French Music Since Berlioz explores key developments in French classical music during the nineteenth and twentieth centuries. This volume draws on the expertise of a range of French music scholars who provide their own perspectives on particular aspects of the subject. Déirdre Donnellon's introduction discusses important issues and debates in French classical music of the period, highlights key figures and institutions, and provides a context for the chapters that follow. The first two of these are concerned with opera in the nineteenth and twentieth centuries respectively, addressed by Thomas Cooper for the nineteenth century and Richard Langham Smith for the twentieth. Timothy Jones's chapter follows, which assesses the French contribution to those most Germanic of genres, nineteenth-century chamber music and symphonies. The quintessentially French tradition of the nineteenth-century salon is the subject of James Ross's chapter, while the more sacred setting of Paris's most musically significant churches and the contribution of their organists is the focus of Nigel Simeone's essay. The transition from the nineteenth to the twentieth century is explored by Roy Howat through a detailed look at four leading figures of this time: Fauré, Chabrier, Debussy and Ravel. Robert Orledge follows with a later group of composers, Satie & Les Six, and examines the role of the media in promoting French music. The 1930s, and in particular the composers associated with Jeune France, are discussed by Deborah Mawer, while Caroline Potter investigates Parisian musical life during the Second World War. The book closes with two chapters that bring us to the present day. Peter O'Hagan surveys the enormous contribution to French music of Pierre Boulez, and Caroline Potter examines trends since 1945. Aimed at teachers and students of French music history, as well as performers and the inquisitive concert- and opera-goer, French Music Since Berlioz is an essential companion for anyone interested in the culture of France.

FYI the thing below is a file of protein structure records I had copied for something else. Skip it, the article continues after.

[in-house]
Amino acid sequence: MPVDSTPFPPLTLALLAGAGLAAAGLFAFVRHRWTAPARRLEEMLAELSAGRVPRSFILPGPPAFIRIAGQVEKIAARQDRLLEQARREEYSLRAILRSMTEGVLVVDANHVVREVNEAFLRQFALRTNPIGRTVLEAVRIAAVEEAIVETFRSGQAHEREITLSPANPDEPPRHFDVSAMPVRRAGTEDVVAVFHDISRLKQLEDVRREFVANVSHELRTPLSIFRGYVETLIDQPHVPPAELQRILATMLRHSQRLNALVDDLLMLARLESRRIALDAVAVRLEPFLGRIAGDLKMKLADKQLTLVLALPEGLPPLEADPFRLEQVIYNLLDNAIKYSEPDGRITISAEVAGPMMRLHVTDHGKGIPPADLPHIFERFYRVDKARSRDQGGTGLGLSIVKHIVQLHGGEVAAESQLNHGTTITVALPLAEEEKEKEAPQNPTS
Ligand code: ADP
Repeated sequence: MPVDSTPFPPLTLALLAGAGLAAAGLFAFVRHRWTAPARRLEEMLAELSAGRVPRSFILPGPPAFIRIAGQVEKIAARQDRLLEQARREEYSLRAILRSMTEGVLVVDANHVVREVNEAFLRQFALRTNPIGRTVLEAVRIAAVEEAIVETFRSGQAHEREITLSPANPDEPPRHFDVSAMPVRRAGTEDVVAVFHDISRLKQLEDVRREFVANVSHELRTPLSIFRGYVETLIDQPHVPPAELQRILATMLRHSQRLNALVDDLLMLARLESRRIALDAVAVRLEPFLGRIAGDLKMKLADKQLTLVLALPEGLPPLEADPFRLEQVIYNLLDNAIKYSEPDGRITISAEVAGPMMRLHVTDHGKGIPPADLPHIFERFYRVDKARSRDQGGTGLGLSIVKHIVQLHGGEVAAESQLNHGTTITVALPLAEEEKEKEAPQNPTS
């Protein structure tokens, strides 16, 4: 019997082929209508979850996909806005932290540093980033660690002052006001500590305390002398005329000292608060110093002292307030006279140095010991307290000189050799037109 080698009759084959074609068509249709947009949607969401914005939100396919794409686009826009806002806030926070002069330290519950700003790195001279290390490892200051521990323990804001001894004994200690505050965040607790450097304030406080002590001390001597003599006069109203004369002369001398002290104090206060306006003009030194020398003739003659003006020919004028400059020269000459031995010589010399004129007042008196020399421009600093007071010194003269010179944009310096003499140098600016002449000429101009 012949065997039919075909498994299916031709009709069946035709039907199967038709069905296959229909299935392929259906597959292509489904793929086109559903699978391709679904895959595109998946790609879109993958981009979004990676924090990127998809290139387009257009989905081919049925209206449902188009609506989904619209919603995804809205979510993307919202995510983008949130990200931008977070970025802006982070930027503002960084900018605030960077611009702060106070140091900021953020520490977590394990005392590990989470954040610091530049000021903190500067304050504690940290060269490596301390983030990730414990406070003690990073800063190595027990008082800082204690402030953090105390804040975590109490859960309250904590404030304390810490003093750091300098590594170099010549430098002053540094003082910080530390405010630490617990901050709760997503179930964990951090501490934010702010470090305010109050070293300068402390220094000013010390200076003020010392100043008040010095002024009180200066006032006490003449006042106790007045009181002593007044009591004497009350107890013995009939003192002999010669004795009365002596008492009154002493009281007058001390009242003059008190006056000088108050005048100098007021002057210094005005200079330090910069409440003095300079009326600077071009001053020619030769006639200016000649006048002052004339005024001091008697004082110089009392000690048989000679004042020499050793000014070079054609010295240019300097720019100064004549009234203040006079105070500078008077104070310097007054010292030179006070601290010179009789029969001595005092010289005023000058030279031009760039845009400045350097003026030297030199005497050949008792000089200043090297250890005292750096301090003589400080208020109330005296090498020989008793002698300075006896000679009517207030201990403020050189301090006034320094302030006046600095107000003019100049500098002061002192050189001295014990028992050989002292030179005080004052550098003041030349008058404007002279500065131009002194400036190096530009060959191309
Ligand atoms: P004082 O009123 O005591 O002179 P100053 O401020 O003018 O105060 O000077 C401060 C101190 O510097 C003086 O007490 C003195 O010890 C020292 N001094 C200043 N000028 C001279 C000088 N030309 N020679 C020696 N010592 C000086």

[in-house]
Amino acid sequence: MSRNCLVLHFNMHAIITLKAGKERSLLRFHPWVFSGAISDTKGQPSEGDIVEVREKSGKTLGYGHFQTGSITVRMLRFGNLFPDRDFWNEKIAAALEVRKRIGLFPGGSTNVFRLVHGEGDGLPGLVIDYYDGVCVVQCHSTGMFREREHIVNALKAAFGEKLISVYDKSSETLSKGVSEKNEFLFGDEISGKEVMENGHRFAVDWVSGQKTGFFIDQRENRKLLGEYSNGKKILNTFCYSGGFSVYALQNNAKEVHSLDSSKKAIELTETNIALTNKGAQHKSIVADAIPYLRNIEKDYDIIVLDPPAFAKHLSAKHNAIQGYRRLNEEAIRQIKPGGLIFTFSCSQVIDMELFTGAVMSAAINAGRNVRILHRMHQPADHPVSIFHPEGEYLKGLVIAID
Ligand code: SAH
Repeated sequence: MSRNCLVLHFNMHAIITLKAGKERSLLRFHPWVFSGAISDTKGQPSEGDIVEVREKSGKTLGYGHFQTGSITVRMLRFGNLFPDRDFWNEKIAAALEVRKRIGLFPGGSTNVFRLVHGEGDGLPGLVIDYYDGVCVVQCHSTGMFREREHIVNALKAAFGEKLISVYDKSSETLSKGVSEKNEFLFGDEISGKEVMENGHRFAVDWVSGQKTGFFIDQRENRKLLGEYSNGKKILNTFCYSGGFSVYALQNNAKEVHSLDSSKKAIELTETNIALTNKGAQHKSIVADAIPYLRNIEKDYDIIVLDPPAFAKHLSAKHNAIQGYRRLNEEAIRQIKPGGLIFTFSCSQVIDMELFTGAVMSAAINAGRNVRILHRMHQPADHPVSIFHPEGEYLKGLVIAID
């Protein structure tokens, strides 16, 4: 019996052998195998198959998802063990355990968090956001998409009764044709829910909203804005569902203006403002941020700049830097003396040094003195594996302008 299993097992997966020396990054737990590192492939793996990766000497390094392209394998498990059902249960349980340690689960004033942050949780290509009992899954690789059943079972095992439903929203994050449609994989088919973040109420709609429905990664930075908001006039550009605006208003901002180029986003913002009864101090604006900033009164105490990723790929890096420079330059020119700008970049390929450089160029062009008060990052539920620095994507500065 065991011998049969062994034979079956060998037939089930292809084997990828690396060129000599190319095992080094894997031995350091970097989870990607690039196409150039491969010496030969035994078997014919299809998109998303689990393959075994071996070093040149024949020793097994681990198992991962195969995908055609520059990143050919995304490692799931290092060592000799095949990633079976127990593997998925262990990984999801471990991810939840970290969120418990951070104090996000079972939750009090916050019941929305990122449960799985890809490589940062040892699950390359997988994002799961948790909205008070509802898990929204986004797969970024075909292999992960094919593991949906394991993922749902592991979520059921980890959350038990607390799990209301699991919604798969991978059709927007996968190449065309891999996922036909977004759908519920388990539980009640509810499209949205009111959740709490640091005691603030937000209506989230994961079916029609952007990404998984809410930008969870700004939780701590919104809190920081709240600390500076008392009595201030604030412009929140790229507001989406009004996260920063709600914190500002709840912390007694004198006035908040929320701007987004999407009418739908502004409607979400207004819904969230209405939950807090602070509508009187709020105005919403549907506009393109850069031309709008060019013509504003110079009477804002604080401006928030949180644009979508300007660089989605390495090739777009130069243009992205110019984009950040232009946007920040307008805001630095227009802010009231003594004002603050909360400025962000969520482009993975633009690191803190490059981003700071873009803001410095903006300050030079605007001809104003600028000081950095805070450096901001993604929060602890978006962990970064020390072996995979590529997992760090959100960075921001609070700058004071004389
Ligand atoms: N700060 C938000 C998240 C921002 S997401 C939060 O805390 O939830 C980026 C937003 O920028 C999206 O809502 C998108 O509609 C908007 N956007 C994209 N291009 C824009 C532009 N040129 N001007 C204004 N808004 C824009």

Table of Contents
Contents: Preface; French music since Berlioz: issues and debates, Déirdre Donnellon; 19th-century spectacle, Tom Cooper; 19th-century orchestral and chamber music, Timothy Jones; Music in the French salon, James Ross; French operatic spectacle in the 20th century, Richard Langham Smith; Church and organ music, Nigel Simeone; Modernization: from Chabrier and Fauré to Debussy and Ravel, Roy Howat; Satie & Les Six, Robert Orledge; 'Dancing on the edge of the volcano': French music in the 1930s, Deborah Mawer; French music and the Second World War, Caroline Potter; Pierre Boulez and the foundation of IRCAM, Peter O'Hagan; French musical style and the post-war generation, Caroline Potter; Index.
'The editors, Richard Langham Smith and Caroline Potter, have succeeded in covering the extraordinary richness and diversity of over a hundred years of French music. This period includes every type of music from Offenbach to Boulez, but all eleven contributors have a special sympathy for their particular allotments, so that justice is done to many figures who have been overlooked in our hasty consumption of the major masters. Debussy is not singled out as a solitary pioneer but placed fairly and squarely with Fauré, Chabrier and Ravel as part of a bold exploratory movement in a superb essay by Roy Howat, who writes in detail of the music without ever losing his head or the reader's attention. The 1930s, normally assumed to be barren, are brought to life by Deborah Mawer, and important recent composers, such as Dutilleux and Ohana, are sympathetically treated by Caroline Potter. James Ross's fascinating survey of the salon traces some vitally important and little explored threads in the fabric of French music. The intellectual curiosity of French audiences and critics and the extreme variety of the works they happily venerate or abhor makes French music an unusually rewarding topic for non-French writers; this team of Francophiles has uncovered many of the secrets of a brilliant repertoire without falling into the trap of imagining that there is a single characteristic that makes French music French.' Hugh Macdonald, Avis Blewett Professor of Music, Washington University, St Louis, USA 'French art music has its monstres sacrés, to be sure, but its full range and richness remain too little known and appreciated in the English-speaking world. This excellent volume is therefore most welcome. In it, an impressive team of British specialists, led by Richard Langham Smith and Caroline Potter, provides expert guidance to a vast and rewarding repertory ranging from Berlioz to Boulez and including music for the concert hall, stage, salon, and church. Not a history per se